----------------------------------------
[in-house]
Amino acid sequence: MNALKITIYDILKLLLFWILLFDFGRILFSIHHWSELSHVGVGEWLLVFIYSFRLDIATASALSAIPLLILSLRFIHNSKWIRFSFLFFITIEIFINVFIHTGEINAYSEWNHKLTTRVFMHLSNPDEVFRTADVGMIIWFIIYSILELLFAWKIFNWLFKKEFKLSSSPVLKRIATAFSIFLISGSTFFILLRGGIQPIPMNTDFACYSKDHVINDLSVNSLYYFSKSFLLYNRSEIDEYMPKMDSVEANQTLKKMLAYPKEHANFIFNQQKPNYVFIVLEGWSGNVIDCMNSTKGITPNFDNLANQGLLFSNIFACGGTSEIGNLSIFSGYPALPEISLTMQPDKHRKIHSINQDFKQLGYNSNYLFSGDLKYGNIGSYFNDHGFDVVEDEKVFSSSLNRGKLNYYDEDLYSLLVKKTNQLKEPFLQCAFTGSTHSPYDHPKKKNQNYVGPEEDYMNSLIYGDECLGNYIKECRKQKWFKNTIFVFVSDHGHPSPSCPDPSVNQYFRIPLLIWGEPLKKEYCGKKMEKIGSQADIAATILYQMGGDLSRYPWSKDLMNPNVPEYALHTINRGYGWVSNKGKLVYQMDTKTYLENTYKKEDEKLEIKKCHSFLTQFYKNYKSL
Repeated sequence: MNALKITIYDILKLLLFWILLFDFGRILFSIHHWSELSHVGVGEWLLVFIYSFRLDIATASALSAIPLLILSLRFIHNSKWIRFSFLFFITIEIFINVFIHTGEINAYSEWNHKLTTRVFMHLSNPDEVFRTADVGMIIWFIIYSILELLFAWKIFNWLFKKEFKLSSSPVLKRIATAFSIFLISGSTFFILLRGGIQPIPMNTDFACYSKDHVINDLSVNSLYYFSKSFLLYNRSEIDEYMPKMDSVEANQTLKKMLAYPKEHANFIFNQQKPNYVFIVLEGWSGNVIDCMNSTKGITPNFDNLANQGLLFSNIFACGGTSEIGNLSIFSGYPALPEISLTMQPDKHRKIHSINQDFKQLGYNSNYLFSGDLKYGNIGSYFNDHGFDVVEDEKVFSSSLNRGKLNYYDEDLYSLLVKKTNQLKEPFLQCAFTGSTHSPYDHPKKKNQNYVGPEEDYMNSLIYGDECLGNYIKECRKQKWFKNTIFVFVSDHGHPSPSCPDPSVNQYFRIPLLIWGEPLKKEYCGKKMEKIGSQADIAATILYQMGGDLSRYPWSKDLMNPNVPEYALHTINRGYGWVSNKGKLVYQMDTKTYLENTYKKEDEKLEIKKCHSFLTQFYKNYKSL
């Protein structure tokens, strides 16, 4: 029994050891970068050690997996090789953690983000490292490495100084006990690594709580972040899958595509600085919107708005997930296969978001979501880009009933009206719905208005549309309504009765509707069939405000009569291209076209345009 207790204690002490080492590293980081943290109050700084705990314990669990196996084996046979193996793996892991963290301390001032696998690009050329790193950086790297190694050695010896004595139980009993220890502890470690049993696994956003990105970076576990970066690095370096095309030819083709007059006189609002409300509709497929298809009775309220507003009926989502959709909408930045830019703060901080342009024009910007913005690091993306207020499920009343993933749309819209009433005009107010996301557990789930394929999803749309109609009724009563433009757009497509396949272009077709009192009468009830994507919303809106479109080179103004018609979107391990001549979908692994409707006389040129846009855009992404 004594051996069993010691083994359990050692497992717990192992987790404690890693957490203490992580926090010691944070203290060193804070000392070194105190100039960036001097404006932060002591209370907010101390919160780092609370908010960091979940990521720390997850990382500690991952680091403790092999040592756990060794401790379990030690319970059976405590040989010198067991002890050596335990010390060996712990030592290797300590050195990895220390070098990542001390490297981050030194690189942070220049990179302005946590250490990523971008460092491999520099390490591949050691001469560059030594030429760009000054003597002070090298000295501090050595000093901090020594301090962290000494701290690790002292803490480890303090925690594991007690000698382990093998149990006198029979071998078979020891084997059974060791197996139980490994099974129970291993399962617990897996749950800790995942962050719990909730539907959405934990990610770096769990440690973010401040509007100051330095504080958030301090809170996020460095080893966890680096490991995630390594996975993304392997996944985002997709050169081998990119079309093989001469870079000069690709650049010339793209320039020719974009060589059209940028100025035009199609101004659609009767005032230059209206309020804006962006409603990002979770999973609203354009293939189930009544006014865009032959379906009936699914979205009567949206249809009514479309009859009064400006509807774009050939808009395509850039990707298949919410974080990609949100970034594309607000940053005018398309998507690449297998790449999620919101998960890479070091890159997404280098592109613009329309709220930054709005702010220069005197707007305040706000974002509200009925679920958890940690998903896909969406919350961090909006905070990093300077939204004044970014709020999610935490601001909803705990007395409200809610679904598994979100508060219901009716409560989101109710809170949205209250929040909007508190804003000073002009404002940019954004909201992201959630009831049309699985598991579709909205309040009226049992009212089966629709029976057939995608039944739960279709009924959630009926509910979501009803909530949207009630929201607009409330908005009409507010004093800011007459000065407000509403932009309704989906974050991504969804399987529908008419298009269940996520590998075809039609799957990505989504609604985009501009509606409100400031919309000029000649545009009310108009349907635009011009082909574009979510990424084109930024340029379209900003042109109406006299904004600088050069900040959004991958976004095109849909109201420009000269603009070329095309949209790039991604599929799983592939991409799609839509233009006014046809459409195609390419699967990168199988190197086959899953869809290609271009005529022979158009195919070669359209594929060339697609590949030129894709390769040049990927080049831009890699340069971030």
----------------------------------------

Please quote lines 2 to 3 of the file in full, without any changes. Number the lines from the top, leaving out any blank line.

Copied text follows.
Amino acid sequence: MNALKITIYDILKLLLFWILLFDFGRILFSIHHWSELSHVGVGEWLLVFIYSFRLDIATASALSAIPLLILSLRFIHNSKWIRFSFLFFITIEIFINVFIHTGEINAYSEWNHKLTTRVFMHLSNPDEVFRTADVGMIIWFIIYSILELLFAWKIFNWLFKKEFKLSSSPVLKRIATAFSIFLISGSTFFILLRGGIQPIPMNTDFACYSKDHVINDLSVNSLYYFSKSFLLYNRSEIDEYMPKMDSVEANQTLKKMLAYPKEHANFIFNQQKPNYVFIVLEGWSGNVIDCMNSTKGITPNFDNLANQGLLFSNIFACGGTSEIGNLSIFSGYPALPEISLTMQPDKHRKIHSINQDFKQLGYNSNYLFSGDLKYGNIGSYFNDHGFDVVEDEKVFSSSLNRGKLNYYDEDLYSLLVKKTNQLKEPFLQCAFTGSTHSPYDHPKKKNQNYVGPEEDYMNSLIYGDECLGNYIKECRKQKWFKNTIFVFVSDHGHPSPSCPDPSVNQYFRIPLLIWGEPLKKEYCGKKMEKIGSQADIAATILYQMGGDLSRYPWSKDLMNPNVPEYALHTINRGYGWVSNKGKLVYQMDTKTYLENTYKKEDEKLEIKKCHSFLTQFYKNYKSL
Repeated sequence: MNALKITIYDILKLLLFWILLFDFGRILFSIHHWSELSHVGVGEWLLVFIYSFRLDIATASALSAIPLLILSLRFIHNSKWIRFSFLFFITIEIFINVFIHTGEINAYSEWNHKLTTRVFMHLSNPDEVFRTADVGMIIWFIIYSILELLFAWKIFNWLFKKEFKLSSSPVLKRIATAFSIFLISGSTFFILLRGGIQPIPMNTDFACYSKDHVINDLSVNSLYYFSKSFLLYNRSEIDEYMPKMDSVEANQTLKKMLAYPKEHANFIFNQQKPNYVFIVLEGWSGNVIDCMNSTKGITPNFDNLANQGLLFSNIFACGGTSEIGNLSIFSGYPALPEISLTMQPDKHRKIHSINQDFKQLGYNSNYLFSGDLKYGNIGSYFNDHGFDVVEDEKVFSSSLNRGKLNYYDEDLYSLLVKKTNQLKEPFLQCAFTGSTHSPYDHPKKKNQNYVGPEEDYMNSLIYGDECLGNYIKECRKQKWFKNTIFVFVSDHGHPSPSCPDPSVNQYFRIPLLIWGEPLKKEYCGKKMEKIGSQADIAATILYQMGGDLSRYPWSKDLMNPNVPEYALHTINRGYGWVSNKGKLVYQMDTKTYLENTYKKEDEKLEIKKCHSFLTQFYKNYKSL